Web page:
HS2 tunnelling machines complete first stage of digging under Chilterns
Two Tunnel Boring Machines (TBMs) excavating HS2’s longest tunnels have completed the first stage of their drive up to the first ventilation shaft at Chalfont St Peter.
Chalfont St Peter vent shaft excavation. Credit: HS2
HS2 has confirmed that the two enormous 2,000 tonne tunnelling machines digging the high-speed rail project’s tunnels under the Chilterns have completed the first stage, up to the ventilation shaft at Chalfont St Peter.
This major achievement means that a combined total of over 3.6 miles has now been dug by the two machines, named Florence and Cecilia, since they launched from the southern end of the tunnels last summer. The 78m deep shaft at Chalfont St Peter is the first of five that will provide ventilation and emergency access to the ten-mile-long twin tunnels, which are the longest on the project. Once complete, the shaft will be covered by a headhouse designed to resemble local farm buildings.
Designed specifically for the geology of the Chilterns, each TBM is a 170m long self-contained underground factory, digging the tunnel, lining it with concrete wall segments and grouting them into place as it moves forward. The TBMs were named Florence and Cecilia by local school children and are expected to break out at the north portal in around two and a half years.
“The Chiltern tunnel will take HS2 underneath the hills and safeguard the woodlands and wildlife habits above ground as well as significantly reducing disruption to communities during construction and operation of the new railway,” David Emms, Project Client for HS2 Ltd, said. “It is great to see how much progress has been made by the teams excavating the five ventilation shafts.”
These first two TBMs on the HS2 project are operated by, Align, a joint venture formed of Bouygues Travaux Publics, Sir Robert McAlpine, and VolkerFitzpatrick. A crew of 17 people onboard each machine keep them running, working in shifts and supported by over 100 people on the surface, managing the logistics and maintaining the smooth progress of the tunnelling operation.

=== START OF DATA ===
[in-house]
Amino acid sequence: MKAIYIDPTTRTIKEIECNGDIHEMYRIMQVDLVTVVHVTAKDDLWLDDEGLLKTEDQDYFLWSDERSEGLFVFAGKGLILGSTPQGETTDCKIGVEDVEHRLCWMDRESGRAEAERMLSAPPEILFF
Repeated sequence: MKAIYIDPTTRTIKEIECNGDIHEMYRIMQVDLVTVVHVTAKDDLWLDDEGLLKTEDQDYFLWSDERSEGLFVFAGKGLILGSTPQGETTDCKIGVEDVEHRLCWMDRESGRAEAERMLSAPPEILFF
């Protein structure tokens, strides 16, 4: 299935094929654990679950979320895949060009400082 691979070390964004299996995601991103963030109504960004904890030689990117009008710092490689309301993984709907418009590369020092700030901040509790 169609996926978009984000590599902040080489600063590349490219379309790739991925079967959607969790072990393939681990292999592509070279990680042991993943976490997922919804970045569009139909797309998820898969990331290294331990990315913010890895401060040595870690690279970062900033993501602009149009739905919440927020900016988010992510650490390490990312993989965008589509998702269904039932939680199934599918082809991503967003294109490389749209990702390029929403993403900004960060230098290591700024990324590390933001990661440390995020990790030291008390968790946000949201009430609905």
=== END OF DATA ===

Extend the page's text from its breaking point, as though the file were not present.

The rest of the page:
Each of the separate northbound and southbound tunnels will require 56,000 precision engineered, fibre-reinforced concrete wall segments, which are all being made in purpose build factories on site at the south portal, located just inside the M25. During their first 3.6 miles, Florence and Cecilia have combined installed more than 20,000 separate segments, each weighing around 8.5 tonnes.
Approximately 2.7 million cubic metres of material will be excavated during the construction of the tunnels and used for landscaping on the south portal site. Once construction is complete, this will help create around 90 hectares of wildlife-rich chalk grassland habitats. Chalk grassland used to be widespread across the hills of South East England and are considered habitat of international conservation significance with just 700ha left across the Chilterns.
In total there will be 10 TBMs on the HS2 project, working to create 64 miles of tunnel between London and the West Midlands including major tunnels on the approach to London and Birmingham. Three machines have been launched so far.
Take a look at the video below to watch the progress on the first two miles under the Chilterns.